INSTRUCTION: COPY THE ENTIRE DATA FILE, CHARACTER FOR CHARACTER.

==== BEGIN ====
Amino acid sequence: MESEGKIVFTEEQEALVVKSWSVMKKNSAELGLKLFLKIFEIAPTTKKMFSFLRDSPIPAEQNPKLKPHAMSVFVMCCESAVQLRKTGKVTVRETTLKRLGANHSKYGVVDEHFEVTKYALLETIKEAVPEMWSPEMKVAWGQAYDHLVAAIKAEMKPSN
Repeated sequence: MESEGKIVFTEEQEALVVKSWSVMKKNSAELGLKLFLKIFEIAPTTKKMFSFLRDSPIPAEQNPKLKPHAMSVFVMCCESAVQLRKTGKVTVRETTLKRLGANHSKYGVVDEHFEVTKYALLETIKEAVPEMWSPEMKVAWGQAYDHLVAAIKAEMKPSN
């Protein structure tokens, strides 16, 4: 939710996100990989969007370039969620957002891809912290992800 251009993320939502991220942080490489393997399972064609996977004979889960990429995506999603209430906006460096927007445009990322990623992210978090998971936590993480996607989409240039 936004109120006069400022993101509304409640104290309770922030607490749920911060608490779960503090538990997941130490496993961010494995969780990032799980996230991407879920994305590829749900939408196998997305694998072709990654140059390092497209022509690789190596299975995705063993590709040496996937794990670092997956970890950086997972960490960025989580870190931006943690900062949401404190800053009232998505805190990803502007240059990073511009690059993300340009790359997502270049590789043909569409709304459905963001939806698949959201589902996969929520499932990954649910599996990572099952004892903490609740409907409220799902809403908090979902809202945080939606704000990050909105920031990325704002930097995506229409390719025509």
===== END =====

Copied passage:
Amino acid sequence: MESEGKIVFTEEQEALVVKSWSVMKKNSAELGLKLFLKIFEIAPTTKKMFSFLRDSPIPAEQNPKLKPHAMSVFVMCCESAVQLRKTGKVTVRETTLKRLGANHSKYGVVDEHFEVTKYALLETIKEAVPEMWSPEMKVAWGQAYDHLVAAIKAEMKPSN
Repeated sequence: MESEGKIVFTEEQEALVVKSWSVMKKNSAELGLKLFLKIFEIAPTTKKMFSFLRDSPIPAEQNPKLKPHAMSVFVMCCESAVQLRKTGKVTVRETTLKRLGANHSKYGVVDEHFEVTKYALLETIKEAVPEMWSPEMKVAWGQAYDHLVAAIKAEMKPSN
């Protein structure tokens, strides 16, 4: 939710996100990989969007370039969620957002891809912290992800 251009993320939502991220942080490489393997399972064609996977004979889960990429995506999603209430906006460096927007445009990322990623992210978090998971936590993480996607989409240039 936004109120006069400022993101509304409640104290309770922030607490749920911060608490779960503090538990997941130490496993961010494995969780990032799980996230991407879920994305590829749900939408196998997305694998072709990654140059390092497209022509690789190596299975995705063993590709040496996937794990670092997956970890950086997972960490960025989580870190931006943690900062949401404190800053009232998505805190990803502007240059990073511009690059993300340009790359997502270049590789043909569409709304459905963001939806698949959201589902996969929520499932990954649910599996990572099952004892903490609740409907409220799902809403908090979902809202945080939606704000990050909105920031990325704002930097995506229409390719025509």